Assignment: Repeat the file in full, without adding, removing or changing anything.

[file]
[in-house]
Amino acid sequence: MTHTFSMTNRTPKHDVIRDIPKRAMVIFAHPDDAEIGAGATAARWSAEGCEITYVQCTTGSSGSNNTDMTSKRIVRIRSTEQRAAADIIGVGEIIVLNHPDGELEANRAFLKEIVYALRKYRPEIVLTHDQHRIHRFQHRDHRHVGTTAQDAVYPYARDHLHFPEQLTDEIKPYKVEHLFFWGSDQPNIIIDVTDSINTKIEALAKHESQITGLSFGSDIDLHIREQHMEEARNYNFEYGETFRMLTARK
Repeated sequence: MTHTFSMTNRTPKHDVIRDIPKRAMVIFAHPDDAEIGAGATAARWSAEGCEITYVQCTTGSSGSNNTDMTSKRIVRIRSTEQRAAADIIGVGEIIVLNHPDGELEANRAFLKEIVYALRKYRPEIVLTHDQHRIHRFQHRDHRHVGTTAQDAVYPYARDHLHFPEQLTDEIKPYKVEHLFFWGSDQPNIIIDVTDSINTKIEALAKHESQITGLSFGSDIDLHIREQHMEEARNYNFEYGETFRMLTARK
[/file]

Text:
[in-house]
Amino acid sequence: MTHTFSMTNRTPKHDVIRDIPKRAMVIFAHPDDAEIGAGATAARWSAEGCEITYVQCTTGSSGSNNTDMTSKRIVRIRSTEQRAAADIIGVGEIIVLNHPDGELEANRAFLKEIVYALRKYRPEIVLTHDQHRIHRFQHRDHRHVGTTAQDAVYPYARDHLHFPEQLTDEIKPYKVEHLFFWGSDQPNIIIDVTDSINTKIEALAKHESQITGLSFGSDIDLHIREQHMEEARNYNFEYGETFRMLTARK
Repeated sequence: MTHTFSMTNRTPKHDVIRDIPKRAMVIFAHPDDAEIGAGATAARWSAEGCEITYVQCTTGSSGSNNTDMTSKRIVRIRSTEQRAAADIIGVGEIIVLNHPDGELEANRAFLKEIVYALRKYRPEIVLTHDQHRIHRFQHRDHRHVGTTAQDAVYPYARDHLHFPEQLTDEIKPYKVEHLFFWGSDQPNIIIDVTDSINTKIEALAKHESQITGLSFGSDIDLHIREQHMEEARNYNFEYGETFRMLTARK